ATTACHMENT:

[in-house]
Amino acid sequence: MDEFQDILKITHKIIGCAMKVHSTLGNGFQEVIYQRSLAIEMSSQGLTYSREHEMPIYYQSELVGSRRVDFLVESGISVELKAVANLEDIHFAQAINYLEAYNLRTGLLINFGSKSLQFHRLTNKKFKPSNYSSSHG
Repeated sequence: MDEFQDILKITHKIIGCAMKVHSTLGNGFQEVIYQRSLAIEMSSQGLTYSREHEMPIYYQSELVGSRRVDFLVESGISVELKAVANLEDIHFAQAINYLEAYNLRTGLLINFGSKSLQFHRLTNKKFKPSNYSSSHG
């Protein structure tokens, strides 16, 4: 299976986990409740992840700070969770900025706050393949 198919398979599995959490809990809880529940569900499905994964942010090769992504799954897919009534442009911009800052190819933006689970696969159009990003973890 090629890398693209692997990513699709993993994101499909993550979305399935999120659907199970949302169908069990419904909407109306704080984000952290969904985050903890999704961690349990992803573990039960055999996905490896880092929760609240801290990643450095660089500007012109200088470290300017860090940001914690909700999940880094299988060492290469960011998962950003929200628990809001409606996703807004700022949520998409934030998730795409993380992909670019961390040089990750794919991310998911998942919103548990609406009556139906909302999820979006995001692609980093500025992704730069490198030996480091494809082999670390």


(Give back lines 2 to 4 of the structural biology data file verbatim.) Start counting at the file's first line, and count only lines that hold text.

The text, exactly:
Amino acid sequence: MDEFQDILKITHKIIGCAMKVHSTLGNGFQEVIYQRSLAIEMSSQGLTYSREHEMPIYYQSELVGSRRVDFLVESGISVELKAVANLEDIHFAQAINYLEAYNLRTGLLINFGSKSLQFHRLTNKKFKPSNYSSSHG
Repeated sequence: MDEFQDILKITHKIIGCAMKVHSTLGNGFQEVIYQRSLAIEMSSQGLTYSREHEMPIYYQSELVGSRRVDFLVESGISVELKAVANLEDIHFAQAINYLEAYNLRTGLLINFGSKSLQFHRLTNKKFKPSNYSSSHG
């Protein structure tokens, strides 16, 4: 299976986990409740992840700070969770900025706050393949 198919398979599995959490809990809880529940569900499905994964942010090769992504799954897919009534442009911009800052190819933006689970696969159009990003973890 090629890398693209692997990513699709993993994101499909993550979305399935999120659907199970949302169908069990419904909407109306704080984000952290969904985050903890999704961690349990992803573990039960055999996905490896880092929760609240801290990643450095660089500007012109200088470290300017860090940001914690909700999940880094299988060492290469960011998962950003929200628990809001409606996703807004700022949520998409934030998730795409993380992909670019961390040089990750794919991310998911998942919103548990609406009556139906909302999820979006995001692609980093500025992704730069490198030996480091494809082999670390």